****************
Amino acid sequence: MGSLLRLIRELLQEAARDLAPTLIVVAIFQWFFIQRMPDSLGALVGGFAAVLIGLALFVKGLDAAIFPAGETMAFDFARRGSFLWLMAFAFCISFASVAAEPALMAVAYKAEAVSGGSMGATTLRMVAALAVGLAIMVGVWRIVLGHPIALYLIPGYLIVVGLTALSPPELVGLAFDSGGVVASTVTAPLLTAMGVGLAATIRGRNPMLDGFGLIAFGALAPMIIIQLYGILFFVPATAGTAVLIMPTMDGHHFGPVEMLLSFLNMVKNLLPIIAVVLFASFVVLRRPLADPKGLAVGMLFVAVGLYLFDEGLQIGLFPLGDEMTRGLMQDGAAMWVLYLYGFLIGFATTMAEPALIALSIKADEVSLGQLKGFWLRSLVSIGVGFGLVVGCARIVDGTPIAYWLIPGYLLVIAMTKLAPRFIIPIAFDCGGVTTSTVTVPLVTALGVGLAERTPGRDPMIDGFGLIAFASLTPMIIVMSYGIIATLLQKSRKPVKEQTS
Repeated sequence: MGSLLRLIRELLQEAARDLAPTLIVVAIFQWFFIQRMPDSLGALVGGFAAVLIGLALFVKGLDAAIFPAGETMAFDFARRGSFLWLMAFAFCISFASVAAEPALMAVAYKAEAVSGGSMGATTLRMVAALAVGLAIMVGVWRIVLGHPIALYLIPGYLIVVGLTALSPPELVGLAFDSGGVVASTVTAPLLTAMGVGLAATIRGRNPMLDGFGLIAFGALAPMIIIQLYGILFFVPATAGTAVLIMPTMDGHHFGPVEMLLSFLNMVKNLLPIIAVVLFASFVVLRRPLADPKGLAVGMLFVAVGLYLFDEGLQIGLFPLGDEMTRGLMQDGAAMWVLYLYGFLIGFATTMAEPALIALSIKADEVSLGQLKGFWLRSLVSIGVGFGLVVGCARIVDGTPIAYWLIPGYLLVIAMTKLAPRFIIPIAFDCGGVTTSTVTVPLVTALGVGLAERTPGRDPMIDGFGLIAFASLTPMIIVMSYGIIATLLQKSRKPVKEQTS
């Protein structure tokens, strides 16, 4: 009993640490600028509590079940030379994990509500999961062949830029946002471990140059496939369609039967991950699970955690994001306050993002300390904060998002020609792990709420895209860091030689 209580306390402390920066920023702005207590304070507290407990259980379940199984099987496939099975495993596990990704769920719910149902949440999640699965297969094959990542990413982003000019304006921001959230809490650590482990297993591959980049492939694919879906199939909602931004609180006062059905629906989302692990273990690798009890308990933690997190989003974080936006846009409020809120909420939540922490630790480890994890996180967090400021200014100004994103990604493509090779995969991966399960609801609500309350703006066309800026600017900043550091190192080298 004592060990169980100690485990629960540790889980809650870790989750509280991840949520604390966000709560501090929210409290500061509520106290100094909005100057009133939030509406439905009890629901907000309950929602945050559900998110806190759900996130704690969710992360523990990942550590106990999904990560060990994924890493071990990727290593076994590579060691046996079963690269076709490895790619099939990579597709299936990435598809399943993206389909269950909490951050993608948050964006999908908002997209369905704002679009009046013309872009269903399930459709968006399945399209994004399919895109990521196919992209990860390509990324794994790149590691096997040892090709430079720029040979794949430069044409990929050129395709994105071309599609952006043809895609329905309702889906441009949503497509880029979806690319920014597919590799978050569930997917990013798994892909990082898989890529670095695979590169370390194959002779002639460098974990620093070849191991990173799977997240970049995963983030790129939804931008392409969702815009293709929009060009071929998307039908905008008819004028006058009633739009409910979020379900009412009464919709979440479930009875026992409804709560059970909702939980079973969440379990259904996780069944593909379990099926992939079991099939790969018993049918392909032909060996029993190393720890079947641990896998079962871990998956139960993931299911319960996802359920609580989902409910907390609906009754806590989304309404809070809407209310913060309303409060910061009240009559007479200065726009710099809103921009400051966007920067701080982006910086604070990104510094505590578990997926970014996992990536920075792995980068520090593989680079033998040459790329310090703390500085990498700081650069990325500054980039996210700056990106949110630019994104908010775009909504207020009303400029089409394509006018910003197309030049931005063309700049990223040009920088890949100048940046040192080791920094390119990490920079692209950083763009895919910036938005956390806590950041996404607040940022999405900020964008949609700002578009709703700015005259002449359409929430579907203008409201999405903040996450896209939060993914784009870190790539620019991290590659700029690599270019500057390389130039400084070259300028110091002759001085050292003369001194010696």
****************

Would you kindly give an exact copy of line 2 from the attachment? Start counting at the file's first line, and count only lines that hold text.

Repeated sequence: MGSLLRLIRELLQEAARDLAPTLIVVAIFQWFFIQRMPDSLGALVGGFAAVLIGLALFVKGLDAAIFPAGETMAFDFARRGSFLWLMAFAFCISFASVAAEPALMAVAYKAEAVSGGSMGATTLRMVAALAVGLAIMVGVWRIVLGHPIALYLIPGYLIVVGLTALSPPELVGLAFDSGGVVASTVTAPLLTAMGVGLAATIRGRNPMLDGFGLIAFGALAPMIIIQLYGILFFVPATAGTAVLIMPTMDGHHFGPVEMLLSFLNMVKNLLPIIAVVLFASFVVLRRPLADPKGLAVGMLFVAVGLYLFDEGLQIGLFPLGDEMTRGLMQDGAAMWVLYLYGFLIGFATTMAEPALIALSIKADEVSLGQLKGFWLRSLVSIGVGFGLVVGCARIVDGTPIAYWLIPGYLLVIAMTKLAPRFIIPIAFDCGGVTTSTVTVPLVTALGVGLAERTPGRDPMIDGFGLIAFASLTPMIIVMSYGIIATLLQKSRKPVKEQTS